It re­minds me of the hit TV show, Se­in­feld, of­ten de­scribed as “the show about

noth­ing”. Mil­lions of fans flocked to watch the sitcom for 9 years be­cause they shared an affin­ity to the char­ac­ters and em­pathized with their day-to-day chal­lenges, mishaps, ad­ven­tures and hi­lar­i­ties.

The Daily Mail has a sim­i­lar re­la­tion­ship with its au­di­ence; it con­nects at an emo­tional level with the lower-to­mid­dle class that’s not look­ing for se­ri­ous jour­nal­ism or to be ed­u­cated; they just want to be tit­il­lated, en­ter­tained and some­times shocked. And with the Daily

Mail, they get it all in spades!

So per­haps it’s no sur­prise that hun­dreds of mil­lions of peo­ple world­wide con­tinue to en­gage with a tabloid that is no­to­ri­ous for du­bi­ous con­tent and its in­fa­mous on­line “side­bar of shame”.

To­day, MailOn­line (AKA Dai­ly­ in US and Aus­tralia) is the world’s largest English-lan­guage news­pa­per web­site with 229 mil­lion monthly global unique vis­i­tors. It’s also in the en­vi­ous po­si­tion of hav­ing the 3rd largest dig­i­tal au­di­ence in the United States, next to USA To­day and The

New York Times. Over 22% of MailOn­line read­ers come from the US.

To ad­dress the needs of an au­di­ence that craves naughty over news­wor­thy, the Daily

Mail be­came a mas­ter of click­bait long be­fore Buz­zFeed founder, Jonah Peretti, was even a sparkle in his mother’s eyes. It has huge bud­gets for defama­tion suits which al­lows it to err on the side of, well… er­rors, be­cause scan­dal and sen­sa­tion­al­ism sell bet­ter than “just the facts, ma’am”. As a re­sult, the Daily Mail is­sues more than its fair share of le­gal ex­punges and although it does pub­lish cor­rec­tions, they ap­pear long af­ter the dam­age is done; most read­ers never no­tice or care about them. Peo­ple love the UK rag be­cause it gives them what they want in print, but what about on­line? Here’s where the pub­lisher re­ally got it right. MailOn­line is not just the printed edi­tion in dig­i­tal for­mat. It’s its own prod­uct, with its own con­tent, tai­lored for its own dig­i­tal au­di­ences. There are cer­tainly sim­i­lar­i­ties when it comes to serv­ing tasty (or taste­less) tales to the masses, but, un­like most news­pa­pers, much of MailOn­line’s con­tent is unique and not just re­hashed ar­ti­cles from the tabloid. MailOn­line is also not bur­dened with the bag­gage of hav­ing to be the sav­ior of Daily Mail’s de­clin­ing print prof­its. It’s a busi­ness in its own right with the free­dom to in­no­vate and ex­per­i­ment to grow au­di­ence and rev­enues in an un­fet­tered dig­i­tal mar­ket. It, un­like so many short-sighted pub­lish­ers, also en­cour­ages en­gage­ment with and be­tween read­ers, al­low­ing them to com­ment on ar­ti­cles, vote in polls and to en­ter into lively, of­ten rau­cous, de­bates. It’s not al­ways pretty, but it’s pay­ing div­i­dends. MailOn­line be­came prof­itable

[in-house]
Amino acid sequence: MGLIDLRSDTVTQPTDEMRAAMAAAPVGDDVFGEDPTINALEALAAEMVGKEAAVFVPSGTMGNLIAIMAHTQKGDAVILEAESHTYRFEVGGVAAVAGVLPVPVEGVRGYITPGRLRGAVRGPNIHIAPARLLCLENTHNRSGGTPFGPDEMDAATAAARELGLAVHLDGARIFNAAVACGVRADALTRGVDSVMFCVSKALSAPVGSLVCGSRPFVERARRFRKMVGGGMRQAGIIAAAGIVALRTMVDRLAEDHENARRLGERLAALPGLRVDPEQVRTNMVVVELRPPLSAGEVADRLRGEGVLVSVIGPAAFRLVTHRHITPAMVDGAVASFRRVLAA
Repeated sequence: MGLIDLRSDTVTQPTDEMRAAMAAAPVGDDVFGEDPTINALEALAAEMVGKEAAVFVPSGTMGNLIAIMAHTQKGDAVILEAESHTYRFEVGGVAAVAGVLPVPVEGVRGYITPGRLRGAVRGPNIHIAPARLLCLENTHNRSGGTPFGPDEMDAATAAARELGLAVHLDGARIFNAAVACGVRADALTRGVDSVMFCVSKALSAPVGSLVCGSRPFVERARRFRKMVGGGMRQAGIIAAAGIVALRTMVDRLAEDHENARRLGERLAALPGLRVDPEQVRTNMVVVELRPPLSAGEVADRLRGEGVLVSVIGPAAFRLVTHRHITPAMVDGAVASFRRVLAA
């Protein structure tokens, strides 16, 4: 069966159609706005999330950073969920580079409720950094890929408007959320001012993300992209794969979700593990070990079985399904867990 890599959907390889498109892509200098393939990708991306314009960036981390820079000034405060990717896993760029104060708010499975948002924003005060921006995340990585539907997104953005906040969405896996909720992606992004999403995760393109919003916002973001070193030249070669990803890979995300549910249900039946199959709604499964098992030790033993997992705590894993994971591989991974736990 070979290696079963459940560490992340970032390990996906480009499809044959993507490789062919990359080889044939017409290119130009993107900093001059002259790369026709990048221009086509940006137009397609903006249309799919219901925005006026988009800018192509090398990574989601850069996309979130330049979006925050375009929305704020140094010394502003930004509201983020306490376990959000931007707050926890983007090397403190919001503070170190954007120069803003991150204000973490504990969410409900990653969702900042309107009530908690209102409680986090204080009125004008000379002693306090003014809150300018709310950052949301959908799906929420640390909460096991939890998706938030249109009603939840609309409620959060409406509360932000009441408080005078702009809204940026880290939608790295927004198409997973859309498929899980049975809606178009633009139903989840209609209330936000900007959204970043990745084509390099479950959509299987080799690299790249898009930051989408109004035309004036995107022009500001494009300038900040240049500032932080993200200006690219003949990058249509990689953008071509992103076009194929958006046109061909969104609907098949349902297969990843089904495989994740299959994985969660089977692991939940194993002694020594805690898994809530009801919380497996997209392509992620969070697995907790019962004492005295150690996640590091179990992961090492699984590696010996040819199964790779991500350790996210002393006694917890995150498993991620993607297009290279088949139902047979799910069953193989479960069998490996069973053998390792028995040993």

in 2012 and en­joys a rev­enue growth of £16m ( US $24m) year-on-year. Its rev­enue pro­jec­tions for 2015 sit com­fort­ably at £70m (US $106m), de­spite the pres­sures from so­cial me­dia, mo­bile and ad block­ers. On the sur­face, the Daily Mail and The Wash­ing­ton Post look noth­ing alike. But look un­der the hood and you’ll dis­cover they have one very im­por­tant thing in com­mon – they’re both all about au­di­ence.


Okay, so you don’t have the deep pock­ets of The Wash­ing­ton Post and you’re not about to sac­ri­fice jour­nal­ist in­tegrity to pan­der to the low­est com­mon de­nom­i­na­tor like the Daily Mail. But that doesn’t mean you can’t be suc­cess­ful. But to thrive in­stead of just sur­vive, you need to fo­cus on “do­ing the right things” rather than “do­ing things right”.

Un­for­tu­nately, many pub­lish­ers can’t seem to fig­ure out what’s right for them. So in­stead of in­no­vat­ing to grow reach and rev­enues, they mimic what the likes of The Post and The New York Times are do­ing, just like lem­mings div­ing off a cliff with­out the golden para­chutes the Post and NYT have to save them­selves.

They blindly erect pay­walls with­out any thought on how they will im­pact their au­di­ence; they waste money hir­ing teams of techies (while down­siz­ing their news­rooms) to build in­fe­rior apps and dig­i­tal prop­er­ties them­selves, rather than part­ner­ing with ex­perts; and they in­vest money they don’t have to launch prod­ucts their au­di­ence doesn’t need

or want (think Ap­ple Watch), just to prove that they are in­no­va­tive. Mean­while, they fret over fall­ing fi­nances in­stead of grow­ing their most valu­able as­set – their au­di­ence.

Think back at some of the most suc­cess­ful dig­i­tal com­pa­nies in the world and what made them prof­itable.

Google built a mas­sive au­di­ence through search and then mone­tized it with ad­ver­tis­ing

Face­book built a mas­sive au­di­ence through so­cial and then mone­tized it with ad­ver­tis­ing

Ama­zon built a mas­sive au­di­ence by ob­sess­ing over the needs of its on­line book buy­ers

All three tech ti­tans knew that the au­di­ence had to be the prime di­rec­tive in their strate­gic plan.